While its gains were difficult to quantify or easily measured, the gains far exceed the costs, Ricupero said and cited the example of Argentina where the around $1 million cost of the DMFAS project, had resulted in a direct savings during a three-year implementation phase of about $25 million.
Debt managers in various countries, Ricupero said, faced different challenges and approached their tasks from different situations, experiences and perspectives. For some, debt sustainability was at the forefront; for others, market access or risk management techniques were the major issues. But whatever these differences, it was critical for all countries to have professional debt management.
Akyuz in a presentation addressed himself to the debate on international financial architecture and the various proposals and ideas that have surfaced and said that the discussions suggested that despite proliferation of meetings and communiques and multiplication of groups and fora on the international financial architecture, there remained a reluctance to accommodate the concerns of developing countries.
"Thus, in the current political environment," he said, "the maximum feasible strategy for developing countries in their search for an effective reform at the global level would seem to be to press for internationally-agreed arrangements for debt standstill and lending into arrears to help them to better deal with financial crises when they occur."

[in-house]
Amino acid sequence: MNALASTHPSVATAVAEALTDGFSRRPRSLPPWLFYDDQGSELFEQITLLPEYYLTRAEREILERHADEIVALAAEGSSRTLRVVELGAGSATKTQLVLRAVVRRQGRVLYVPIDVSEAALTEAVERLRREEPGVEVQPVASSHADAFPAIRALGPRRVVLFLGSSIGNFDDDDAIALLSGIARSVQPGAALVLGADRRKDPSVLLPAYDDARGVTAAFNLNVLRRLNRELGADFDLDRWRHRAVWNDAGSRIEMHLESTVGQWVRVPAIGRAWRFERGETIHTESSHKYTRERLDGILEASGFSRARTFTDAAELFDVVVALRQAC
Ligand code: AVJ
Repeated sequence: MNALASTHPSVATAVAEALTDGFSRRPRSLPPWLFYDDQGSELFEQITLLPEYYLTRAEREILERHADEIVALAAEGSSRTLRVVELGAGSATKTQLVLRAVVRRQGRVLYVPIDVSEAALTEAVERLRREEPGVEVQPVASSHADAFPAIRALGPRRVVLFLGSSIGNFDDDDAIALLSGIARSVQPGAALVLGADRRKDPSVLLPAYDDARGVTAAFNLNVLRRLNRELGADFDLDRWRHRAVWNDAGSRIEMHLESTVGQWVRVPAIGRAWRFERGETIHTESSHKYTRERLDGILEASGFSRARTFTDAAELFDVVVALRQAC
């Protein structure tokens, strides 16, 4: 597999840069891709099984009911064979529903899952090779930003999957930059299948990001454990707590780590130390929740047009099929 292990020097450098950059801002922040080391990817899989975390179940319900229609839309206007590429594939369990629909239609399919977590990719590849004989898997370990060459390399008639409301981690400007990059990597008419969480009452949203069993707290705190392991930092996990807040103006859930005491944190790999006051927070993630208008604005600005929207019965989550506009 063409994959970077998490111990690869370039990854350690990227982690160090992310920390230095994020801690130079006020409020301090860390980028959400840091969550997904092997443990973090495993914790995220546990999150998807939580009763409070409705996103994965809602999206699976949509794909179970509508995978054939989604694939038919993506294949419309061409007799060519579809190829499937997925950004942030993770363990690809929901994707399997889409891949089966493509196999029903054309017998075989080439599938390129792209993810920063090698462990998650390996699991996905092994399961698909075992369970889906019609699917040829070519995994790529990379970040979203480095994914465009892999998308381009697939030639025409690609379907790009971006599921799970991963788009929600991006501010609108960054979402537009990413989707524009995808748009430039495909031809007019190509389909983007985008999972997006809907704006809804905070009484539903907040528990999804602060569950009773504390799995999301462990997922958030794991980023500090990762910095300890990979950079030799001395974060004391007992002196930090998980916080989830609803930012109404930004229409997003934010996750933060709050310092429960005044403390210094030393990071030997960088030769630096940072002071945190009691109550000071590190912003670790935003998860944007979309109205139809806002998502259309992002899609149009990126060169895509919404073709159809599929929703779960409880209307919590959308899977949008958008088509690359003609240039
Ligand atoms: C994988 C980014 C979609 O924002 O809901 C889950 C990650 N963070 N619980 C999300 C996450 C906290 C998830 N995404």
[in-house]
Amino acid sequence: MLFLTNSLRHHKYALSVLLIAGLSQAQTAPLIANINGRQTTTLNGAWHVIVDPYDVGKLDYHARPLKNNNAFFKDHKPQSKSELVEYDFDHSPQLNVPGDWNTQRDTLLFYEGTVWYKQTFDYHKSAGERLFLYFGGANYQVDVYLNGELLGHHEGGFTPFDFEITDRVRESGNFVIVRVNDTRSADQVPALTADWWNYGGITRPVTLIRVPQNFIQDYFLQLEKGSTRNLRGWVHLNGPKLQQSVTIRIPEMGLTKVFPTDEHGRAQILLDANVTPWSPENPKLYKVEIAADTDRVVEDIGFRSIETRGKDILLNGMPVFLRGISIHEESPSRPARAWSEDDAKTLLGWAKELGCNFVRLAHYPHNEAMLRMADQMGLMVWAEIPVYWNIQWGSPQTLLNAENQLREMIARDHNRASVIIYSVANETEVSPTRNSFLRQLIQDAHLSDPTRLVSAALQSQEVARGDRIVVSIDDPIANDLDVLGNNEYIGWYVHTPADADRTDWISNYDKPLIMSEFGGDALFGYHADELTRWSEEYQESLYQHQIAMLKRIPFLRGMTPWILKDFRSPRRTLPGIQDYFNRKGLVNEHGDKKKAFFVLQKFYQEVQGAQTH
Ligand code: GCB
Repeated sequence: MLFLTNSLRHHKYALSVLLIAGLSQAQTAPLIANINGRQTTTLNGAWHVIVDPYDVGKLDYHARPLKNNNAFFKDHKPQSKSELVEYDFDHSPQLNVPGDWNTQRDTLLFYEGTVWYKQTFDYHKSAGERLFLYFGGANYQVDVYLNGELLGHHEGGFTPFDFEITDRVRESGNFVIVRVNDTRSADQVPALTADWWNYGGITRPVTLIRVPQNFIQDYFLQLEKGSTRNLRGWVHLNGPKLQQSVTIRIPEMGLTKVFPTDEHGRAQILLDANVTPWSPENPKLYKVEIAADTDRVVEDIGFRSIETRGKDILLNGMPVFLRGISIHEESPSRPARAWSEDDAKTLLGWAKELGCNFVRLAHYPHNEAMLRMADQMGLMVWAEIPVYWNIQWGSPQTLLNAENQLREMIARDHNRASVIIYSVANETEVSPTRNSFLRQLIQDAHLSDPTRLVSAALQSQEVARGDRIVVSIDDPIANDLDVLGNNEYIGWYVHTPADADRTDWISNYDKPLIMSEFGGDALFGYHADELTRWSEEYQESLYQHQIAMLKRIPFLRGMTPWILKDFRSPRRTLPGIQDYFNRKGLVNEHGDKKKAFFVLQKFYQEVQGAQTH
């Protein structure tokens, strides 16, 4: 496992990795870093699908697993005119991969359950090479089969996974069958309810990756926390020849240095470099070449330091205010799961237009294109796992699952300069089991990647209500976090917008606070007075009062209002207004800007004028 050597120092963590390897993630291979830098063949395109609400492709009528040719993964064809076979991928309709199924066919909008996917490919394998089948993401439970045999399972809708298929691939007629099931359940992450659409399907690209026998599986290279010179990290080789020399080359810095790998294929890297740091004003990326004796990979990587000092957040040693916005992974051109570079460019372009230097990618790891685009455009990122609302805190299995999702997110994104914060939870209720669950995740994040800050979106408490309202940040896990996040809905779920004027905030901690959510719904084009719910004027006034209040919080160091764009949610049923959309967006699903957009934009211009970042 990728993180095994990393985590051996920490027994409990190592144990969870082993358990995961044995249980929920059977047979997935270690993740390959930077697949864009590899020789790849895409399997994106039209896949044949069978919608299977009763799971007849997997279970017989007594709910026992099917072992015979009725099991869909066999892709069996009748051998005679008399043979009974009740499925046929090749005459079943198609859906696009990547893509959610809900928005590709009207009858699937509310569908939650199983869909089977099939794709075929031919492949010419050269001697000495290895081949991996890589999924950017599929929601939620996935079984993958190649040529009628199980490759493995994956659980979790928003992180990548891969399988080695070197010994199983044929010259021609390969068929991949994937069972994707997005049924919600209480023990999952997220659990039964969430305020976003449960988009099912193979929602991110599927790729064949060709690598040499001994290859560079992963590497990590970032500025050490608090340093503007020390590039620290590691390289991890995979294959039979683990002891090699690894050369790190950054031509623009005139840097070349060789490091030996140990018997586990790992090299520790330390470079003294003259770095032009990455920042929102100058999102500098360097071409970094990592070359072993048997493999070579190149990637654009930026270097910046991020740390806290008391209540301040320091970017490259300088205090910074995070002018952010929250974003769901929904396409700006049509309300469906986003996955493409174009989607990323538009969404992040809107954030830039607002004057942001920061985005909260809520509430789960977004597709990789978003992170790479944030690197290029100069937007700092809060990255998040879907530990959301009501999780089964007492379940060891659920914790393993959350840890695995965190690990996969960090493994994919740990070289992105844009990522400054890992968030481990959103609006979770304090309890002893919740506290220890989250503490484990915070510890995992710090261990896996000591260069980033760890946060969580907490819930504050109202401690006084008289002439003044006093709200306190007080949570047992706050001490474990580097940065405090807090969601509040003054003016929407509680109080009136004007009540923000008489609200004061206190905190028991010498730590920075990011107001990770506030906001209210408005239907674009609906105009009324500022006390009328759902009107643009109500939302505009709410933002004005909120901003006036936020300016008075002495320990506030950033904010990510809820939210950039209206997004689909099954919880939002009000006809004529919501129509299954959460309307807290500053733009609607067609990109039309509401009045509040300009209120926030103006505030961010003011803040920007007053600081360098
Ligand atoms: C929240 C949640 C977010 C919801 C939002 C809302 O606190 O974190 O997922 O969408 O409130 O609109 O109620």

However," added Akyuz, "until systemic instability and risks are adequately dealt with through global action, the task of preventing such crises falls on governments in developing countries, at national and regional level."
There could be little doubt that developing countries now enjoyed much less policy autonomy than any time in the post-war period, and this loss of autonomy had three origins.
Firstly, systemic pressures had increased on governments as a result of liberalization and integration of markets, and this is most visible in the case of financial markets.
"As a result of greater exit option enjoyed by capital, government policies have now become hostage to financial markets, and the kind of discipline that these markets impose on governments is not always conductive to rapid growth and development."
Secondly, policies in developing countries were also subject to pressures from major industrial powers and multilateral institutions.